Israelis defy Shakespeare festival boycotters
Habima hope their ‘Merchant of Venice’ will be strong enough to hold London audiences despite the protesters
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Habima's Merchant of Venice
The production of The Merchant of Venice at Shakespeare’s Globe theatre in London is going to be a tense affair, and not just because Shylock is determined to get his pound of flesh. As Israel’s Habima theatre company prepares its contribution to the international Globe-to-Globe Shakespeare festival, anti-Israel protesters are preparing to stop the show.
Whether avocados or academics, there is not much that arrives in Britain from Israel that does not attract protest. Last year demonstrators forced the BBC to suspend a live Proms broadcast of a performance by the Israeli Philharmonic. So when it was announced that there would be a Hebrew production in the Globe’s ambitious festival, which sees Shakespeare’s 37 plays performed in as many languages by theatre companies from all over the world, and that it would be performed by Israel’s national theatre, organisers would have known that some kind of protest was likely.
But this is different. Leading British actors and directors, including Emma Thompson and Mark Rylance, have called for the Globe to withdraw the invitation to Habima, citing the handful of productions that Habima have performed in the Israeli West Bank settlement of Ariel as the main reason.
“If I may say, I don’t think this is the real reason for the attempted boycott,” says Habima’s artistic director Ilan Ronen. “The reason they tried to boycott the Philharmonic was just because it represented Israel. There was no Ariel when we came to the National Theatre in London five years ago for a festival of play readings. They tried to boycott that too.”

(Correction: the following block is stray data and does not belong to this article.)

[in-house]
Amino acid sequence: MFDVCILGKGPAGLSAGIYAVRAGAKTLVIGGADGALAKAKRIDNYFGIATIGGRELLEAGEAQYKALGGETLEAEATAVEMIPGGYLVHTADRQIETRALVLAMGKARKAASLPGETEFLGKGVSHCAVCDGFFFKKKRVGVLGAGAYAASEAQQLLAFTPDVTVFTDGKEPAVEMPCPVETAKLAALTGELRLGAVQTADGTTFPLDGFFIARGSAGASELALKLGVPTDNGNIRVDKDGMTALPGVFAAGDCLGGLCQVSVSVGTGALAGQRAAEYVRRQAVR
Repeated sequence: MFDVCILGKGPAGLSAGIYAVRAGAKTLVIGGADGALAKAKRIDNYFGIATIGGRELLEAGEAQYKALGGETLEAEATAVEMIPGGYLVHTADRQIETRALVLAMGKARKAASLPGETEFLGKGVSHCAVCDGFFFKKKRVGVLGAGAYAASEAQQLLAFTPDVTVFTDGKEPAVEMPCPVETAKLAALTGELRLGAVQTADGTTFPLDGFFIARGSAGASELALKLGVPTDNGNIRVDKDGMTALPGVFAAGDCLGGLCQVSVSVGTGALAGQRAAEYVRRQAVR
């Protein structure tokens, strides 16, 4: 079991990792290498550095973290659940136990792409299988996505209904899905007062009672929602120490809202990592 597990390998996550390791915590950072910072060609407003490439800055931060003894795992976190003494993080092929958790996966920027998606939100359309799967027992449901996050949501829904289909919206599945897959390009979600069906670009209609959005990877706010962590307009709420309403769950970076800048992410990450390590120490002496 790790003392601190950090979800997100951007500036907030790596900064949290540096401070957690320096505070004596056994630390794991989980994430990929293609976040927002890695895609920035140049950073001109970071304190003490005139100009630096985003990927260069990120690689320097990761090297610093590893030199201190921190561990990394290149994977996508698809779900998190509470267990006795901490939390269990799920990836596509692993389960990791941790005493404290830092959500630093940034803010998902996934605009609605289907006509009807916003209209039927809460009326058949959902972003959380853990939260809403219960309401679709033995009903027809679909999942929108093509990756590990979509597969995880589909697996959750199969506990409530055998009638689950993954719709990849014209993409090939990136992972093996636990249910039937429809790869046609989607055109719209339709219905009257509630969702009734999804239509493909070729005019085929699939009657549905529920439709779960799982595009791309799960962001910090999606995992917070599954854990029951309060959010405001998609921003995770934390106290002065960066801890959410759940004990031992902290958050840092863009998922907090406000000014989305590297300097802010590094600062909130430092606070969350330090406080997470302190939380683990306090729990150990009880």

It is late in the evening and the director has just arrived home after watching his own production of The Merchant of Venice on Habima’s small Bartonov stage in Tel Aviv. The show will have to expand considerably when it reaches the Globe. But if Ronen sounds weary it is not because of the workload involved in preparing Habima’s first performance in Britain since the establishment of Israel.
(There were performances in the ’20s and ’30s when it was a Hebrew-performing Moscow company. In fact Habima may be the only national theatre that is older than its nation.)
More likely Ronen is tired of being made to talk about off-stage politics instead of the play itself. For well before the calls for a boycott in Britain, Israeli protesters, many of them involved in the arts, also opposed performances in settlements, though not just by Habima. So whatever Ronen’s personal view about the performances, his arguments as head of Israel’s national theatre are well practised.
“Habima is a very open theatre,” he says. “We’ve done a lot of productions that have been controversial and which deal with settlements. Boycotting is a big mistake. It’s fine to protest, to express your feelings. But it’s not fine to shut the mouths of anyone.”